May the 4th is always a big day for Star Wars fans. A play on the film franchise’s trademark phrase, “May the Force be with you,” it’s an officially recognized holiday for the series, and often an excuse for Lucasfilm and other corporations to drop exclusive news related to the world of Star Wars. This year was no exception, and one of the biggest pieces of news concerned upcoming canon books tied into the December 2019 release of the ninth and final film in the Skywalker saga, Star Wars: The Rise of Skywalker.
Several new books were announced, including The Art of Star Wars: The Rise of Skywalker. We also got a first look at the cover art for the book, which is a beautiful depiction of Rey and Kylo Ren locked in some sort of fateful struggle.
“Yesterday on May the 4th they released the cover to #StarWars: The Art of #TheRiseofSkywalker. Excited, shocked, and humbled they chose one of my images. Available 12/20/19 and written by Phil Szostak.” – Lucasfilm design supervisor Christian Alzmann https://t.co/nwVq6ekg8F pic.twitter.com/G5nBLEgxl7
— Phil Szostak (@PhilSzostak) May 5, 2019
The artist, Phil Szostak, shows Rey standing against a red backdrop and Kylo against a blue one. It looks like a symbolic representation of the relationship between the two Force users in The Last Jedi, but what if there’s more going on here? There are some interesting things to note about the painting that start sinking in the more you look at the details.
First of all, the inverse of color representation is noticeable. Rey is typically associated with blue and Kylo with red, the colors of their respective lightsabers. But here, it’s Rey who’s seen in a red landscape and Kylo in a blue one. Their images are also perfectly mirrored, with their sabers creating an “x.” The look on Rey’s face is one of struggle, but it could also be confusion. Is her relationship with Kylo even stronger than it was in The Last Jedi?
live in you now.
If Rey and Kylo are even more in sync this time around, as the cover seems to imply, this could confirm previous theories that the two are actually working together throughout much of The Rise of Skywalker. In the first teaser trailer, we Rey running through the desert from what looks to be Kylo’s TIE silencer. But the spacecraft isn’t firing at her, and her leap over it looks like a training exercise more than a duel. Like J.J. Abrams hinted at the Episode IX panel at Star Wars Celebration in Chicago in April, the film is about the galaxy’s “ultimate evil.” And that evil is likely Palpatine, not Kylo Ren.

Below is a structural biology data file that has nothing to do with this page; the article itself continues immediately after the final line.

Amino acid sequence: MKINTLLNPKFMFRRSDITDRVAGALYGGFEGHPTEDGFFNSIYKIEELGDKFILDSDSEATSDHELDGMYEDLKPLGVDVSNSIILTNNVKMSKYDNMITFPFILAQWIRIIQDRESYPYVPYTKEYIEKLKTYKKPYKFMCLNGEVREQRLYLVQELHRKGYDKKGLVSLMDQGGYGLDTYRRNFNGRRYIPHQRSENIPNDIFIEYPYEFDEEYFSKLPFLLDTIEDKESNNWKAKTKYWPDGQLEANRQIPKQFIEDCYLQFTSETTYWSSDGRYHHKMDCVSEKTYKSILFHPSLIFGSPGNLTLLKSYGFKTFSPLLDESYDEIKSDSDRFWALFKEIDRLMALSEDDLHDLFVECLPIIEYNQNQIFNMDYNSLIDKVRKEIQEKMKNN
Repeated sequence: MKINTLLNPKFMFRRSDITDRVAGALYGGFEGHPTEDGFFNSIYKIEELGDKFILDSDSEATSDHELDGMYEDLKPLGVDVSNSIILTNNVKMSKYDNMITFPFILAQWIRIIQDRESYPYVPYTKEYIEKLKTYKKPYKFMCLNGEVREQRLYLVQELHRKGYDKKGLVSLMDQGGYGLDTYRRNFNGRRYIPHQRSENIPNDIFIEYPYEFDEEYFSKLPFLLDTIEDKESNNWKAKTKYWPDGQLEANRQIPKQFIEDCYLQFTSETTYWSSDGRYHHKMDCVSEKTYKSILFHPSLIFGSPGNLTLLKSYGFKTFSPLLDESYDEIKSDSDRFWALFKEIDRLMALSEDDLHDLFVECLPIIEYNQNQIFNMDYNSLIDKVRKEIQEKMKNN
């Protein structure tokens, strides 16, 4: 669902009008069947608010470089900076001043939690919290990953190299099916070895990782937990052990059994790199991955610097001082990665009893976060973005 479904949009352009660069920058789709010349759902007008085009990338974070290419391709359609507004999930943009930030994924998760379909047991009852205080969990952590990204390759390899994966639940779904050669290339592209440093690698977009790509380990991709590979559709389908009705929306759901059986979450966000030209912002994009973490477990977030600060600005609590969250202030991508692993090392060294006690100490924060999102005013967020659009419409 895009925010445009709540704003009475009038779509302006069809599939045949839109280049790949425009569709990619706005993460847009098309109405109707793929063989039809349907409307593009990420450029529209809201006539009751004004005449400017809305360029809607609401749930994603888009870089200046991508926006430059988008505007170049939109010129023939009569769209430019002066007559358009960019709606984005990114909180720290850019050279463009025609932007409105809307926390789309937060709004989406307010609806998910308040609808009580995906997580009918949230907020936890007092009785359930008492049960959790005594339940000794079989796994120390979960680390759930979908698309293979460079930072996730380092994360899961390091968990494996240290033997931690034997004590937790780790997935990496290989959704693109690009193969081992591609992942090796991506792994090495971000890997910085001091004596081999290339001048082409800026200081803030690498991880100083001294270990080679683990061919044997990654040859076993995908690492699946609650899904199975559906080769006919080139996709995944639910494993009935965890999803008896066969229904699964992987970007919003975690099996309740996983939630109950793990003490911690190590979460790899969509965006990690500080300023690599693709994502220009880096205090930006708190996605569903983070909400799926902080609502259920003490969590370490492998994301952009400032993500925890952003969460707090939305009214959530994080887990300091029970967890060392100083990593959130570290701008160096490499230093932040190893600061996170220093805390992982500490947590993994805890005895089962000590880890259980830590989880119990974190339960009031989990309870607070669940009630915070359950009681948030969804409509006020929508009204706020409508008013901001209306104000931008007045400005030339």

Rey and Kylo working together against Palpatine sets the stage nicely for a Kylo Ren redemption arc. Remember that Kylo is notably less vicious than Vader was. He has killed in self defense and to prove himself to Snoke, and he of course murdered his father Han Solo. But he never mowed down children, like his grandfather, nor was he directly involved with the First Order’s deadliest order: the destruction of the Hosnian System. (In The Force Awakens script and novelization, he is taken aback when he learns Hux plans to destroy several planets.) If Vader can be forgiven by Luke and redeemed in the eyes of the Force—to the point that he appears as a Force ghost at the end of Return of the Jedi—then Kylo is also on the path to redemption. Perhaps Rey’s vision in The Last Jedi can still come true.
That might be a lot to extrapolate from a single image, but if we look back at the previous two art books for the sequel trilogy, they feature concept art taken directly from a scene in the film. If this version follows suit, then this could be a Force connection moment between Kylo and Rey. It could mean that connection is no longer being puppeteered by Snoke, but by the Force itself, forging a bond between these two different manifestations of the Force for a larger purpose: to defeat ultimate evil and fully restore balance to the Force. That’s exactly what the image evokes: balance.
Kylo may have turned down a dark corner near the end of The Last Jedi, but that film ended with Luke sacrificing himself because he believed that Kylo could be saved, and balance restored. Remember his parting words to his sister, General Leia:
“No one is ever really gone.”
Images: Disney, Lucasfilm